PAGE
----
x Abu Dhabi, UAEWednesday 17 January 2018

Renewed efforts to win energy award

Organisers of the fifth Zayed Future Energy Prize received a record number of entries this year.

The American company d. light Design, a finalist in the SME category, has sold more than 1.5 million solar lanterns in the developing world. Divyakant Solanki / EPA
The American company d. light Design, a finalist in the SME category, has sold more than 1.5 million solar lanterns in the developing world. Divyakant Solanki / EPA

From a unique system that captures daylight for use in buildings, to schools that aim to live off the electricity grid, the Zayed Future Energy Prize is highlighting a number of solutions towards a low-carbon world.

Launched and managed by Masdar, the Abu Dhabi clean energy company, the award honours the late founding father and President of the UAE, Sheikh Zayed, who championed environmental stewardship and sustainability as an integral part of the country's history and heritage.

Now in its fifth year, the award has quickly gained recognition as a leading initiative in the fields of renewable energy, energy efficiency and environmentally-friendly design.

Organisers received a record number of 579 entries for this year, a 36 per cent increase compared to the last awards. Many of this year's entrants said it was the award's global reputation that prompted them to participate.

"The Zayed Future Energy Prize is internationally recognised and of great importance on the world stage, so it is a prestigious entity to be associated with," said Kay Zwingenberger, the chief executive of Siemens.

"The award is clearly gaining recognition among the cleantech and finance industries as we received information from several directions including members of our board of directors who are top Silicon Valley entrepreneurs, as well as clean energy investors from Kleiner Perkins and Google," said Nat Kreamer, the chief executive of Clean Power Finance.

Both companies are among the 24 finalists, chosen after three rounds of evaluation by reputed sustainability experts. The final call was made by a jury chaired by Ólafur Ragnar Grímsson, the president of Iceland.

The German technology giant is competing with Japan's Sharp and the BYD Company, one of China's fastest growing automotive and renewable energy companies, in the large corporation category, the only one that offers recognition and not a monetary prize. Winners in the four other categories will share nearly US$4 million (Dh14.7m) in prize money.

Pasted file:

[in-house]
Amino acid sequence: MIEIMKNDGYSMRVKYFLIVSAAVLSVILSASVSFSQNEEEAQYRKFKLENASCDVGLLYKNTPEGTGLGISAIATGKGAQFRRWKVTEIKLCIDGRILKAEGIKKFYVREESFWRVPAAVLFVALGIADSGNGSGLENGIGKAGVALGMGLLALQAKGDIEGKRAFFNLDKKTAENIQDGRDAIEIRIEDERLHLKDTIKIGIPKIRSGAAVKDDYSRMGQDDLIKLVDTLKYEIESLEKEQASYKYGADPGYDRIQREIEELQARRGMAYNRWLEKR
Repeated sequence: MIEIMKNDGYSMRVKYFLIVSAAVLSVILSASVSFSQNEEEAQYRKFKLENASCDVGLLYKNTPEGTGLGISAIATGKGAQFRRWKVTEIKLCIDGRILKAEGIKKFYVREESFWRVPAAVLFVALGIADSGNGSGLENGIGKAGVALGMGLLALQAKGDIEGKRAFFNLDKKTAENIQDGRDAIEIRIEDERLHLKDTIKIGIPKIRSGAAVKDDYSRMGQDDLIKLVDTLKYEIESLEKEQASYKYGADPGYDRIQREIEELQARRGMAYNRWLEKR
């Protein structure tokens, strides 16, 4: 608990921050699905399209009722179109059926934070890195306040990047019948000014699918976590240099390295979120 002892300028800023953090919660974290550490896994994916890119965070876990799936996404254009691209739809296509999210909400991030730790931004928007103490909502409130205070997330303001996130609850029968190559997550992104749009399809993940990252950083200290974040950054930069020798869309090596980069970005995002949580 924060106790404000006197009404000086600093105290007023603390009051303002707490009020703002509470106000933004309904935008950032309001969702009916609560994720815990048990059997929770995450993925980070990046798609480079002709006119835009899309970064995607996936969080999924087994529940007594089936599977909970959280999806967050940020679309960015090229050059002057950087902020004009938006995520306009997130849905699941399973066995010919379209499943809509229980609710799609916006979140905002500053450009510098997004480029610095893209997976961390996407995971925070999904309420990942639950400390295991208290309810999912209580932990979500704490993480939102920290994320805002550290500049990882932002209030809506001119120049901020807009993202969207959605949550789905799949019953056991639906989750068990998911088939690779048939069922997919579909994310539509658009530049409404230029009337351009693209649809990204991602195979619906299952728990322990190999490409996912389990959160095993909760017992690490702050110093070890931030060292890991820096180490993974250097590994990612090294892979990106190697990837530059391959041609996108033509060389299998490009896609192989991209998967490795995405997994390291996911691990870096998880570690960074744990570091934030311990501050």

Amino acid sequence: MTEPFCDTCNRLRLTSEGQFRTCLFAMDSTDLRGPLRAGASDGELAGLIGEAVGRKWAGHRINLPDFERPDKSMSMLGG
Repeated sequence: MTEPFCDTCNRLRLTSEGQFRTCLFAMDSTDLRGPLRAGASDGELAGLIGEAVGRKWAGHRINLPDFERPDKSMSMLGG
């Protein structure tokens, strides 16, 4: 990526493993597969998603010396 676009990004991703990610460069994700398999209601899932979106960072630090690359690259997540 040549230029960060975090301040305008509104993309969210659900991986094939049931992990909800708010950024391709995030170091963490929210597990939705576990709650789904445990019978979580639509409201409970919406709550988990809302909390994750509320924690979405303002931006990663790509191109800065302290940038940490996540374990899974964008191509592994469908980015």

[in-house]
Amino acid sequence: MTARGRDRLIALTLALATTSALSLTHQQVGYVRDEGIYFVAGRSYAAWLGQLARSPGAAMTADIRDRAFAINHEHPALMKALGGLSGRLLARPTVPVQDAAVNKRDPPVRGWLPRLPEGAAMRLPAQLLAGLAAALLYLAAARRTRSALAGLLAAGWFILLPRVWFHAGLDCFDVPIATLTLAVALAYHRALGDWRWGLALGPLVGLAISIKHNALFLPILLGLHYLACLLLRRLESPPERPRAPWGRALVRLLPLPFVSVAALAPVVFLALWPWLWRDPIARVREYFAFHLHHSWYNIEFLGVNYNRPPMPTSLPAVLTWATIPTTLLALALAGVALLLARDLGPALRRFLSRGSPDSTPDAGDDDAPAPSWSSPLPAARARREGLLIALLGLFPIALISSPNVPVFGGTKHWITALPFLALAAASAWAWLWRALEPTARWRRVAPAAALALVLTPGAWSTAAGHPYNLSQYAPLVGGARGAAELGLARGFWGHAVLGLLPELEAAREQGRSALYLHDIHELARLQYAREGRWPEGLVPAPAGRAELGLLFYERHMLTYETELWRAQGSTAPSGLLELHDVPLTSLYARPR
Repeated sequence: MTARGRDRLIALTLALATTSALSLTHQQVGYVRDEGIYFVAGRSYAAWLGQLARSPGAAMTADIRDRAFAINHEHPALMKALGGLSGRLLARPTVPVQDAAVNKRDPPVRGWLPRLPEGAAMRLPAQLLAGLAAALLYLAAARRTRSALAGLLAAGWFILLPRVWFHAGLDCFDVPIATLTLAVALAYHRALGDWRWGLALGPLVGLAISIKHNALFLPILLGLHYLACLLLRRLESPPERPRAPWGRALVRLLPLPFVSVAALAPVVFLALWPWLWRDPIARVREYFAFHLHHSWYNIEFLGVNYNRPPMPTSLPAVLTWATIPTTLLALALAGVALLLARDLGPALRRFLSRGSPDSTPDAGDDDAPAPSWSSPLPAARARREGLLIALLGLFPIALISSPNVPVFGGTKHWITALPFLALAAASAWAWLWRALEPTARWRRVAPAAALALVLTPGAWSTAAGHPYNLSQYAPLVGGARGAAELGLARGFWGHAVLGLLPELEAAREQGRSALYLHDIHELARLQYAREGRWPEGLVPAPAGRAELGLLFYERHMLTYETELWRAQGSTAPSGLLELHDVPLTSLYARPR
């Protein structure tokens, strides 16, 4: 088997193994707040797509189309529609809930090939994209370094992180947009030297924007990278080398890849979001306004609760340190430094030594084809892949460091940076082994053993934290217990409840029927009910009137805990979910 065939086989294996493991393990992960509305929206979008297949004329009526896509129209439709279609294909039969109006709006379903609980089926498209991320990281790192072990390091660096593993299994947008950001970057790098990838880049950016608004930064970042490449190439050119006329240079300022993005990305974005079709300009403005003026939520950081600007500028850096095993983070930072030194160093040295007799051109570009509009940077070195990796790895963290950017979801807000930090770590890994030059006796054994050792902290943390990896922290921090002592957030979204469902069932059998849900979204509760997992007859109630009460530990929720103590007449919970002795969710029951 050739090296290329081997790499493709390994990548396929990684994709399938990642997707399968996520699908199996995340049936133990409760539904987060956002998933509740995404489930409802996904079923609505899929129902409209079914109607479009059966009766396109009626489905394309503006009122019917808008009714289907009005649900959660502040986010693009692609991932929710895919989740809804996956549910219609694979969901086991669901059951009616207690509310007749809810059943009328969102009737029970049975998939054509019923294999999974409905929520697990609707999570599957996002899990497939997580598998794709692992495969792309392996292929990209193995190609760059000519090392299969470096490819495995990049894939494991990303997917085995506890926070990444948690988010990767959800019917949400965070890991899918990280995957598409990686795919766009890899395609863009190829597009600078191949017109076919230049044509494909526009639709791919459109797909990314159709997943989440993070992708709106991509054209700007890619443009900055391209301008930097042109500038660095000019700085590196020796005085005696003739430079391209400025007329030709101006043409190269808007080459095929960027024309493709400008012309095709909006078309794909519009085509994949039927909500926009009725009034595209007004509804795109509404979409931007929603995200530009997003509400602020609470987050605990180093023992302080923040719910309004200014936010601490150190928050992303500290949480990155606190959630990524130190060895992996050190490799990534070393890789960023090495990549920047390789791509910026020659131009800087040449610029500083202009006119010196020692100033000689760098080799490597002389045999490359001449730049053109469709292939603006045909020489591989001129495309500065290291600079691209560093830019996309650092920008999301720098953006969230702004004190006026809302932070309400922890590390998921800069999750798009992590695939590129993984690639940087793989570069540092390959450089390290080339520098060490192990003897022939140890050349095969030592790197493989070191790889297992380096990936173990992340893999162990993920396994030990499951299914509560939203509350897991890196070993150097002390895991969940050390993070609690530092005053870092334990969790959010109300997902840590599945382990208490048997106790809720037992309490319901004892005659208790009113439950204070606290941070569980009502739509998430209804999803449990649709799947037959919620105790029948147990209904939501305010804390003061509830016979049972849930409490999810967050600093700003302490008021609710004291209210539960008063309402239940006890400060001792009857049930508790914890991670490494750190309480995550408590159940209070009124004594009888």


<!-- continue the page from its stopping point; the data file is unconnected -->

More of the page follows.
Clean Power Finance is one of five finalists in the small and medium enterprise category with a prize fund of $1.5 million. It is one of two American companies competing in this category. The second one is d. light Design, a for-profit social enterprise that has sold more than 1.5 million solar lanterns to people in the developing world.

"Creating a business worthy of winning an award such as the Zayed Future Energy Prize has been one of our goals since inception in 2007," said Donn Tice, the chief executive and chairman of d. light Design.

"Winning the Zayed Future Energy Prize will raise the visibility of our focus on bringing universal access to clean, safe, reliable, affordable off-grid light and power. Quite simply, we think being a finalist will help us change more lives."

The company heard about the prize from Dipal Barua, who won the lifetime achievement award in 2009. Mr Barua is the former founding managing director of Grameen Shakti, a Bangladeshi enterprise that offers solar home systems for the country's rural areas.

This year, Grameen Shakti itself is a finalist in the small and medium enterprise category.

The list also includes Mainstream Renewable Power, an Irish company with a development pipeline of 15 gigawatts of solar and wind projects around the world, as well as Belgium's EcoNation, which has developed the world's first motorised and intelligent system to capture and enhance daylight.

The award also looks to recognise individuals and non-governmental organisations. For the first time this year, several schools from Europe, Asia, Africa and the Americas will be distinguished, with each winner receiving $100,000.

The award is open for schools in Oceania but this year, no school from that region met the eligibility criteria, the organisers said.

The Global High School Prize falls under the UAE's commitment to the UN secretary general's "sustainable energy for all" initiative.

Among the nine schools is a local one, the Sheikh Khalifa Bin Zayed Bangladesh Islamia School in Abu Dhabi, which has already introduced a variety of energy-saving measures and plans to install a solar photovoltaic system on its rooftop if it wins.

It is competing with the Fujimigaoka Educational Institution in Tokyo, Japan and the Kalkeri Sangeet Vidyalaya school in Karnataka, India.

The school has already installed solar lighting and some photovoltaic panels on its campus and is hoping to expand its programme if it wins.

"We have identified that the Zayed Future Energy Prize will be able to assist us in embracing more comprehensive renewable energy solutions," said Barbara Schmid, the social welfare manager at the school.

"If we win the prize, we will be able to implement alternative energy solutions that will directly benefit the school administration, by helping us cut costs as well as improve the general living condition and the students' education."

The winners will be named at a ceremony on Tuesday at the Emirates Palace hotel in Abu Dhabi.